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A Philadelphia Union blog hosted by Christopher A. Vito and Matthew De George

Thursday, March 21, 2013

Bye bye Baky? Maybe not yet

While the frankness with which the news of Bakary Soumare’s desire for a move away from the Philadelphia Union was delivered Monday may have surprised some, the content of the message shouldn’t.

For Soumare to have gone from key acquisition last summer to starting XI frontrunner to persona non grata this young season raised some eyebrows, though mostly over doubts about his fitness. The suddenness of his trade request after not taking part in any of the team’s first three matches is startling to say the least.

Manager John Hackworth’s press conference Wednesday presented an interesting juxtaposition between the fervent search for closure in the transfer of Freddy Adu and what seemed like reserved hope that Soumare’s Union days are not over.

“I think what we need to do is make sure that we make a good decision for the Philadelphia Union and this organization, and this would include saying, 'is this good for us in all ways?,'” Hackworth said of the process of accommodating Soumare’s trade request, which it must be said is much different from the one involving his fellow West African former teammate Adu.

“I can’t tell you that it’s for money or for a trade or for a player. We would explore all those options, and have, to be very fair, for the last two weeks. It’s not like this is something new. It’s been going on. We’ve had some talks. We’re in a good position because we feel comfortable that Baky is still an important part of our team right now and will remain so until something happens.”

Part of the reticence to see Soumare go no doubt stems from a sense of a missed opportunity. Seeing a former MLS All-Star who played in Germany, is in his prime at age 27 and has height at 6-4 you can’t teach play only one game in nine months is cause for regret.
But the other part of the equation is what Soumare would leave behind: A backline that has had a wrench thrown into it, to paraphrase Hackworth’s line Wednesday.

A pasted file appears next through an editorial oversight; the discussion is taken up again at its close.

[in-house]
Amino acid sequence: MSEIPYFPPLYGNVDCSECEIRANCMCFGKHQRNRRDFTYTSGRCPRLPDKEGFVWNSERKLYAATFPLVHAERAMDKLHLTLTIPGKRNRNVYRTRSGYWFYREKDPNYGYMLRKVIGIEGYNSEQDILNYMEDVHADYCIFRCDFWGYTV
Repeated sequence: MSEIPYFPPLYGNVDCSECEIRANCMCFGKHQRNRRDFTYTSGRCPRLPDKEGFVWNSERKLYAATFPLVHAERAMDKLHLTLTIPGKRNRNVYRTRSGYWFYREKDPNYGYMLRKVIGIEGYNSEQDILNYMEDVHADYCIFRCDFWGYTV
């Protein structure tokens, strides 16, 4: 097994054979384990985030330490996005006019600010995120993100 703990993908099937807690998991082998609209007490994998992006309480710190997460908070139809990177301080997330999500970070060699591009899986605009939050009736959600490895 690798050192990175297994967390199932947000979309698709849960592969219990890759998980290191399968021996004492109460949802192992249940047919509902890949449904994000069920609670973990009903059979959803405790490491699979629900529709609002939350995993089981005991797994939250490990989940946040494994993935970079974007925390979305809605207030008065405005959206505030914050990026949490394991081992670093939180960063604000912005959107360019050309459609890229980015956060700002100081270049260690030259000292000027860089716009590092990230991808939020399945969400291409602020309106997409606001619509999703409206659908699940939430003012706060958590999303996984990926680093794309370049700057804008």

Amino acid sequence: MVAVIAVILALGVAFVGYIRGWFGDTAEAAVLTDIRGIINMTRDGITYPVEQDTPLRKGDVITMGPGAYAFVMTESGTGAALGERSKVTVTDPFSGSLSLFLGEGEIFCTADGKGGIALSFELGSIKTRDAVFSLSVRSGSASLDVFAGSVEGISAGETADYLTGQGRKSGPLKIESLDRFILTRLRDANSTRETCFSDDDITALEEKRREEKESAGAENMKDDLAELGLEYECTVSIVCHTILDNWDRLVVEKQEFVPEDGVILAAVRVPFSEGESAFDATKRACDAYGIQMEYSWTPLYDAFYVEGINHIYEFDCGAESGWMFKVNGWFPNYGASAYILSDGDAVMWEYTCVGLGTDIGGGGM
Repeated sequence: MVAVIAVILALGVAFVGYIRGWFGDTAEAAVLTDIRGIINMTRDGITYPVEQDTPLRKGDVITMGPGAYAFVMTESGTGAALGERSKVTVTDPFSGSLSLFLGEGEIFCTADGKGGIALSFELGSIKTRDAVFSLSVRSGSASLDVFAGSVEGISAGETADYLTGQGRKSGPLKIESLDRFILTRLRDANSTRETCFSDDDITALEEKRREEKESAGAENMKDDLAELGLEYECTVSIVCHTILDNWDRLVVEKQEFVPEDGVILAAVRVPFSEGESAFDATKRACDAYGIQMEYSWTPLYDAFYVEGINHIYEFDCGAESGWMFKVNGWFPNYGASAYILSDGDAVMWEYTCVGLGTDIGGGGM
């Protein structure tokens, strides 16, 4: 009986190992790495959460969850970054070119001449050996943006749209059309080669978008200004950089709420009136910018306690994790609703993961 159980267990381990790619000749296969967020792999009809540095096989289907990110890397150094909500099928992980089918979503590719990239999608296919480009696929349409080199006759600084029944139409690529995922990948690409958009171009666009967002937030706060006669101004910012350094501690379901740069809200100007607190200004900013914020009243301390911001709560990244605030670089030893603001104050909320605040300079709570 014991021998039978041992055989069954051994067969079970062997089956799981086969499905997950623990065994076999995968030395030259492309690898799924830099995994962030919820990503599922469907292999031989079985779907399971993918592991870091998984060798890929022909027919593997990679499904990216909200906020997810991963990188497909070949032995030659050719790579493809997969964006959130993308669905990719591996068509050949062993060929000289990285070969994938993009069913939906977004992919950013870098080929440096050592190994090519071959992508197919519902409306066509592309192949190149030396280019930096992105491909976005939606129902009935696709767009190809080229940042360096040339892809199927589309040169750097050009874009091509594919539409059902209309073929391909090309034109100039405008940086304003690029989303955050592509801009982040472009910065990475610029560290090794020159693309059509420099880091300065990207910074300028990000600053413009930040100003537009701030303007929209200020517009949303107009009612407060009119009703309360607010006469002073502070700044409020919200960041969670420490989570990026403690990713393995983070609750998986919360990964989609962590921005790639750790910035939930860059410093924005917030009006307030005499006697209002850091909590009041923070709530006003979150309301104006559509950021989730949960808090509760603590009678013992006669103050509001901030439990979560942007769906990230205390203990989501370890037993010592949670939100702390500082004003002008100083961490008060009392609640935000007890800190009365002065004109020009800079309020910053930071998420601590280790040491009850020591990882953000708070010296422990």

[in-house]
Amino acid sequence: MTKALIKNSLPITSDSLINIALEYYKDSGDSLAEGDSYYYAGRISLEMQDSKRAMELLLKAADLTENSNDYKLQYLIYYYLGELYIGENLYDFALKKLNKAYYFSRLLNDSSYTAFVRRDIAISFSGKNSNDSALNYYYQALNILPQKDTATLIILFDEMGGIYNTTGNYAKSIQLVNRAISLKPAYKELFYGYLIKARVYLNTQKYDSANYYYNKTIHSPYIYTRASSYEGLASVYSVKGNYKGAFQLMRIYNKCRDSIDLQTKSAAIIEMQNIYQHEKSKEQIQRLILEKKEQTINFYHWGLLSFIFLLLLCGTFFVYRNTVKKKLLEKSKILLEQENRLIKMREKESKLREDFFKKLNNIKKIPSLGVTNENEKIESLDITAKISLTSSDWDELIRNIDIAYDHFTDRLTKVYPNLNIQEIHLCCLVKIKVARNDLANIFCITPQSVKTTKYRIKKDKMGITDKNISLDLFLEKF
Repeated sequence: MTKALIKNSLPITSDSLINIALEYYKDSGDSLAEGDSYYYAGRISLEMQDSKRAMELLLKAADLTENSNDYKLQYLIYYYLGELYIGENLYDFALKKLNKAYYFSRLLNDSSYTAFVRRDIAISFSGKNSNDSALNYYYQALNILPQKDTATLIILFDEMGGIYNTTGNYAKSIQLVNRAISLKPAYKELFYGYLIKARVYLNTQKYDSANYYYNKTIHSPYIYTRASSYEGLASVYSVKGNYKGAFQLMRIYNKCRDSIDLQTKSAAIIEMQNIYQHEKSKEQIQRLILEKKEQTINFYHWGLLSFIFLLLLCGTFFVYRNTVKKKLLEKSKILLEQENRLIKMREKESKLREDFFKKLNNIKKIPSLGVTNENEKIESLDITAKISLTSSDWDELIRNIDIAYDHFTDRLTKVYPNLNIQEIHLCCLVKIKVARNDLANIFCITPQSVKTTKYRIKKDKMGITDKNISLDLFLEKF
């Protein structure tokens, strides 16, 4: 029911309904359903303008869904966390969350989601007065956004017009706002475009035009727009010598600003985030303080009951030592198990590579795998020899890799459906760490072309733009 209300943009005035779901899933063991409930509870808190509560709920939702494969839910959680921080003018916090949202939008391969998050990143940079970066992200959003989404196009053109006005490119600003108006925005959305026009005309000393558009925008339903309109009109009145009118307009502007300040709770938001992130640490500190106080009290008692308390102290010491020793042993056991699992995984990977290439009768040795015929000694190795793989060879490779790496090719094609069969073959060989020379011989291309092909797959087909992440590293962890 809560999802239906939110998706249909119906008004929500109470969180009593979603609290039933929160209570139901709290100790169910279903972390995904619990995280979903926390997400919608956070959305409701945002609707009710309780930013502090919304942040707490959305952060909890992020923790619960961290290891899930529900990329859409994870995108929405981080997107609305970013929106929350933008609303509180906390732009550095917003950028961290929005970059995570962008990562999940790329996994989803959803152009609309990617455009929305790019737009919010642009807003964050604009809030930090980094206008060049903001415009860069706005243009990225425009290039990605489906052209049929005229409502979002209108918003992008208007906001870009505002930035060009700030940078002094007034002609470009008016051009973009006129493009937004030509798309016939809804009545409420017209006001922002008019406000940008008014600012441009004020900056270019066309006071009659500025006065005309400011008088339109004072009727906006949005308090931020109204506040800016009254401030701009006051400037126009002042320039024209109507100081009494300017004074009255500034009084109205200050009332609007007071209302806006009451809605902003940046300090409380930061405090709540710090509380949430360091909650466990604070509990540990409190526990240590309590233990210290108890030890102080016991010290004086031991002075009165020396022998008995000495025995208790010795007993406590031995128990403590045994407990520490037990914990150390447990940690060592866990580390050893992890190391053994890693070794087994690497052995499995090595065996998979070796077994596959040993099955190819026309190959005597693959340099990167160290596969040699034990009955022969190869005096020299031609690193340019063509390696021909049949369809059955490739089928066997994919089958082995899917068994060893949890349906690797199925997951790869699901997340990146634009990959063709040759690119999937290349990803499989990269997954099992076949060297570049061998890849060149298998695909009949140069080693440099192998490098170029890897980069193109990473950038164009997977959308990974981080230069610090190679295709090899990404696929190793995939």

Outwardly, Hackworth has expressed confidence in his defensive depth – despite playing the same four defenders all 270 minutes this season – which may also serve a practical purpose in negotiations over Soumare.

“We have options that we’re very comfortable with currently,” Hackworth said. “It doesn’t mean that we want to lose Baky, but if he did leave today, I would feel absolutely comfortable that if something happened to Jeff (Parke) or Amobi (Okugo), we could deal with it properly.”

Behind Okugo and Parke –both of whom, I can very confidently say, will pick up an injury or a suspension that keeps them out of action at some point this season – there isn’t another proven center back on the team.

The options for defenders on the roster:

Chris Albright. Not only is he not a central defender, he’s not even a natural at the position he’s ably filled in the recent past, right back. That’s not to mention that he’s played only 17 games (nine starts) in the last two-plus seasons in the face of a constant spate of injuries. His minutes total since the beginning of 2011 is 731, just over eight full games worth. He looked good in preseason training, but it takes a lot to translate that into MLS game action.

Sheanon Williams. He’s played the position before. But it sets off a domino effect, with Ray Gaddis moving to the right and someone filling in on the left. Plus you lose Williams’ lung-busting runs down the flank.

Gaddis/Gabriel Farfan or another converted fullback. Can’t say I’d see that going well. Plus Farfan isn’t really a natural defender.

Matt Kassel. Also a converted midfielder with two MLS games under his belt.

Greg Jordan. He did it in preseason, even if he’s a holding midfielder by trade.

That leaves the option of acquiring someone in a trade or picking up a free agent. That’s not a terribly difficult proposition, and Hackworth’s scouting networks are constantly active. But it’s easy to see that disruptive effect Soumare’s departure could have.

And that’s reason for the Union to try to make it work.

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